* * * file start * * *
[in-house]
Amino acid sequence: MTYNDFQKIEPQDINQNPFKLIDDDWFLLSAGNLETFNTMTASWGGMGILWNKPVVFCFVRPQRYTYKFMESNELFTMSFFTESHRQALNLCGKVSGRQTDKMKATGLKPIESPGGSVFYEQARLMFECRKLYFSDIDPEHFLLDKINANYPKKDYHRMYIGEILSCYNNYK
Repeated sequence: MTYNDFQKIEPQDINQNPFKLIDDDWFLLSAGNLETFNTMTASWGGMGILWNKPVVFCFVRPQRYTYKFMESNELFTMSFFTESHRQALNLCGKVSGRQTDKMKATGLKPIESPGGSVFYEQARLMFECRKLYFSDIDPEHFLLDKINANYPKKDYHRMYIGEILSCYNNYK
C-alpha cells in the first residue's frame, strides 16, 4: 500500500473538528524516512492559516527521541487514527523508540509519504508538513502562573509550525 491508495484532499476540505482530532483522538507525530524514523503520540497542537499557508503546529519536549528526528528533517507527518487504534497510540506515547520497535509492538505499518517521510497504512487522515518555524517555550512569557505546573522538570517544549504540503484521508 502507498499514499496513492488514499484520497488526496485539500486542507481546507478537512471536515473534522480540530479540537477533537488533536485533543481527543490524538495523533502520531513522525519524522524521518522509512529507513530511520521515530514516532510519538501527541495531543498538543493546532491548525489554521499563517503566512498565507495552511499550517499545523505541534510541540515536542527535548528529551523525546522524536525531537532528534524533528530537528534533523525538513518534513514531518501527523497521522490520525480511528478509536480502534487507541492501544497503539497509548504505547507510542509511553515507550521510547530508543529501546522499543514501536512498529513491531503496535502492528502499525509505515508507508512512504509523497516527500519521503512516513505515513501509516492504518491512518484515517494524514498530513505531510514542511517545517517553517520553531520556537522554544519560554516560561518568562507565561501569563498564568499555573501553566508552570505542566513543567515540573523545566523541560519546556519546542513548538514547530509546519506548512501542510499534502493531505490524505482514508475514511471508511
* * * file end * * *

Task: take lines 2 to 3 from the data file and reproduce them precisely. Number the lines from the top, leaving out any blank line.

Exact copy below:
Amino acid sequence: MTYNDFQKIEPQDINQNPFKLIDDDWFLLSAGNLETFNTMTASWGGMGILWNKPVVFCFVRPQRYTYKFMESNELFTMSFFTESHRQALNLCGKVSGRQTDKMKATGLKPIESPGGSVFYEQARLMFECRKLYFSDIDPEHFLLDKINANYPKKDYHRMYIGEILSCYNNYK
Repeated sequence: MTYNDFQKIEPQDINQNPFKLIDDDWFLLSAGNLETFNTMTASWGGMGILWNKPVVFCFVRPQRYTYKFMESNELFTMSFFTESHRQALNLCGKVSGRQTDKMKATGLKPIESPGGSVFYEQARLMFECRKLYFSDIDPEHFLLDKINANYPKKDYHRMYIGEILSCYNNYK